Sleep is essential to all animal life. But why are sleep needs greater in young mammals? Evidence points to a key role in cognitive development. There is increasing evidence that poor sleep at critical development stages may facilitate the emergence of neural disorders. Yet this is only correlative, but not causal evidence. We record and decode neural activity from multiple brain areas, while automatically scoring sleep in freely behaving pups. Our aim is to elucidate the computational mechanisms at play during developmental sleep and reveal their role in healthy brain maturation.
Exploiting recent advance in gene editing, molecular and viral tools to engineer rodent models of developmental sleep deprivation (Chemogenetic, Optogenetic, CRISPR)
With a team of neuroscientists at the faculty of medicine (UiO) and engineers at Sintef, we harness innovations in micro-opto-electronics, chip and wireless technologies to develop wireless and fully implantable smart brain probes that can decode and manipulate brain activity in real time in rodents. This technical leap will allow a radical increase in a subject’s freedom of movement – allowing more naturalistic experimental set-ups – while keeping state-of-the-art quality of recordings and optogenetics light stimulation.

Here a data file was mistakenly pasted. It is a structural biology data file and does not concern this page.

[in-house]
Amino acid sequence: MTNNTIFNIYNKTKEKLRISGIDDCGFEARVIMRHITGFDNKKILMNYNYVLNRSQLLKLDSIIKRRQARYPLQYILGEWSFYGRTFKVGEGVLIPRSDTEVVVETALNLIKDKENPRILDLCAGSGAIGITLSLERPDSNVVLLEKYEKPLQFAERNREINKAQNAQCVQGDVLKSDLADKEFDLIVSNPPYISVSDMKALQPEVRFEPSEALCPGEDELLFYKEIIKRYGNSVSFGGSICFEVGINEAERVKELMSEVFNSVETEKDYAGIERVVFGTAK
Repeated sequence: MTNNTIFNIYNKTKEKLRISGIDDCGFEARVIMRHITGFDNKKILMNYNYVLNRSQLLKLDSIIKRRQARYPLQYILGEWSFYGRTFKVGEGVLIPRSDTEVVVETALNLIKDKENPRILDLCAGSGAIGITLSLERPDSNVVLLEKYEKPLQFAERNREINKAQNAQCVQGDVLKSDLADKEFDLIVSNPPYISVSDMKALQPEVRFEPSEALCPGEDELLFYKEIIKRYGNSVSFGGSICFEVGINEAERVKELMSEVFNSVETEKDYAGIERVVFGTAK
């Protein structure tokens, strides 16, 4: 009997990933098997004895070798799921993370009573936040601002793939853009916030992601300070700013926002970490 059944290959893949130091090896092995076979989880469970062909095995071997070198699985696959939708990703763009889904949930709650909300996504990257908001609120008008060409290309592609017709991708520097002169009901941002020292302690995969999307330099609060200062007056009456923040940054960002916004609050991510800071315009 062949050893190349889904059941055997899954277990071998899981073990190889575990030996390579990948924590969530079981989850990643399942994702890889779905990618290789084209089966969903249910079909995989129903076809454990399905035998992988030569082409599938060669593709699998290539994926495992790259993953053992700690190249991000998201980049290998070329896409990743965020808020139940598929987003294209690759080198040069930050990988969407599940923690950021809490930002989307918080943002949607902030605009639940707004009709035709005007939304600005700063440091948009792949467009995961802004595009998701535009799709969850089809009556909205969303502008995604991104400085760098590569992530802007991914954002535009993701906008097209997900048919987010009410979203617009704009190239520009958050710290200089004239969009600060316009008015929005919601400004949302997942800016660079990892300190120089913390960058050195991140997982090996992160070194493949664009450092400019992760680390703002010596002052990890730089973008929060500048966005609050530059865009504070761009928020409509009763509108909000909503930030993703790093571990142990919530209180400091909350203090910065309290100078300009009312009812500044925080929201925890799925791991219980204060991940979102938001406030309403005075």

Collaborative network: Charlotte Boccara (NCMM, UiO), Torkel Hafting (IMB, UiO), Sintef (lead: Enrique Escobedo-Cousin)
Developing analytical pipelines and machine learning algorithms to automatically detect and decode multiunit activity codes and oscillatory events across brain regions.
We revealed how encoding of new (goal) information transforms internal representations, challenging the concept that grid cells only convey spatial information (Science 2019). We also brought forth new perspective as to memory consolidation mechanisms, revealing that the cortex could replay traces either autonomously or in coordination with the hippocampus (Science 2017).
Obesity and bad sleep habits among teenagers are two rising health concerns that seems intertwined. To understand how the brain and the fat tissue communicate while we sleep, we propose SmartSense, an ambitious and innovative project, resulting from the convergence of four research groups with expertise either in sleep, fat tissue biology, epigenetics, or sensor technology, all located at the University of Oslo.
Collaborative network: Charlotte Boccara (sleep and brain probes, NCMM, UiO), Phillipe Collas (epigenetic, IMB, UiO), Nolwenn Briand (metabolism, IMB, UIO), Ørjan Martinsen (sensor technology and electronics, Physics department, UiO)